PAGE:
Chris Christie. (AP Photo/Rich Schultz)
The last time that New Jersey voters elected a Republican to the United States Senate, Richard Nixon topped the party ticket and the winning Senate candidate was Clifford Case, a proudly liberal Republican who opposed the war in Vietnam, embraced civil rights and environmental protection and frequently ran with the backing of the AFL-CIO.
Since 1972, thirteen Republicans have been nominated in thirteen elections for Senate seats—four of which had no incumbent on the November ballot—and thirteen Republicans have been defeated.
In recognition of that reality, a typically cynical Republican governor might have taken advantage of the state’s confusing and contradictory statutes to appoint a Republican successor to Democratic Senator Frank Lautenberg, who died Monday. An appointed senator could have served through the end of 2014. With Senate deliberations so shaped by arcane rules, partisan divisions and ideological positioning, an appointed rather than elected senator would have provided a boost to the Senate Republican Caucus at a potentially definitional stage in Barack Obama’s second term.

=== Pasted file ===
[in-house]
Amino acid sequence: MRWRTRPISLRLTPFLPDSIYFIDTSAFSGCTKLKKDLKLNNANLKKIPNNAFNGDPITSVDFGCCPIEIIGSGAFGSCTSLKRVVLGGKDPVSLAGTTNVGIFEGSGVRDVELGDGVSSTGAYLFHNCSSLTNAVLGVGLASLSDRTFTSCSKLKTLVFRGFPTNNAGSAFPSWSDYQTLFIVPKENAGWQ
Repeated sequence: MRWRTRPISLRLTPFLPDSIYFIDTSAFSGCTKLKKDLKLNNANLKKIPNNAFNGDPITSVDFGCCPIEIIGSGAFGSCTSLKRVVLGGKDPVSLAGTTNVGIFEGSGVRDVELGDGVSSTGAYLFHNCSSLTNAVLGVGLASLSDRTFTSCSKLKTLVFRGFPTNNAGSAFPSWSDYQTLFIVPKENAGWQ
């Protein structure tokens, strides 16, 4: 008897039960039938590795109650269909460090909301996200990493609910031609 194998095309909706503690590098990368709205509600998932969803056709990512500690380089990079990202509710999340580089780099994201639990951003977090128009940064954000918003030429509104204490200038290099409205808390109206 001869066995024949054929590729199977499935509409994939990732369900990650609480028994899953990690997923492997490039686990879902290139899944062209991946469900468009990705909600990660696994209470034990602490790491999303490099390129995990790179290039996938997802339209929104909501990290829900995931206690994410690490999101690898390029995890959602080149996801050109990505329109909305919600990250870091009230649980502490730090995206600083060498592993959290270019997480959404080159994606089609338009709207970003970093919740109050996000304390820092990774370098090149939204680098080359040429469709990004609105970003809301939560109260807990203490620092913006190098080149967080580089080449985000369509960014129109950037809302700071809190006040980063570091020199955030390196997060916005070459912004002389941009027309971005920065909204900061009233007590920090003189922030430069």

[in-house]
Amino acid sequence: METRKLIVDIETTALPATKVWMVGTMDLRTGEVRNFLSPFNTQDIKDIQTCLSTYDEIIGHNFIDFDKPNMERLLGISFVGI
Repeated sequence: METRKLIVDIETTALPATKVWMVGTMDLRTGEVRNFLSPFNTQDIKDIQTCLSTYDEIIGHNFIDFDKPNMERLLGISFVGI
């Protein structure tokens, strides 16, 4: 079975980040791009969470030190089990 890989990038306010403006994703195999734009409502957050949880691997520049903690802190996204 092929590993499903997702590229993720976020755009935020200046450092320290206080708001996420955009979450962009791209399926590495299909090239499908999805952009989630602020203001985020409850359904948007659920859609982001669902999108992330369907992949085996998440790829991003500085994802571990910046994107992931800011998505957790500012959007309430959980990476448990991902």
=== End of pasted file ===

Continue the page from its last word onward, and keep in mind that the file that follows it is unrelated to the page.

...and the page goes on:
But Chris Christie is not a typically cynical Republican governor.
Chris Christie is a supremely cynical Republican governor.
How cynical? Try this:
Christie has chosen to schedule the special election to fill Lautenberg’s seat on October 16—twenty days before the regularly scheduled state election. And he’s still going to send an unelected Republican-selected senator to Washington during a critical stage in congressional deliberations.
The governor wants New Jersey, and America, to think that his scheduling of the special election is a nobly nonpartisan gesture. There is, after all, a very real prospect that come October another Democrat—perhaps Newark Mayor Cory Booker, perhaps Congressman Frank Pallone, perhaps someone else—will win another New Jersey Senate election. “I’ve decided on a special election because I firmly believe we must allow the citizens of this state to have their say,” he piously announced on Tuesday.
But don’t confuse Christie with a small “d” democrat.
He’s twisting the process to his own advantage.
The governor could have scheduled the special election on a timeline that paralleled New Jersey’s November 5 election—in which polls peg Christie as a favorite to be re-elected. That would have saved taxpayers at least $24 million dollars and a lot of confusion. Instead, notes New Jersey Working Families Alliance executive director Bill Holland, Christie has chosen to hold two general elections in a one-month period—an approach that is all but certain to confuse the electorate and suppress turnout.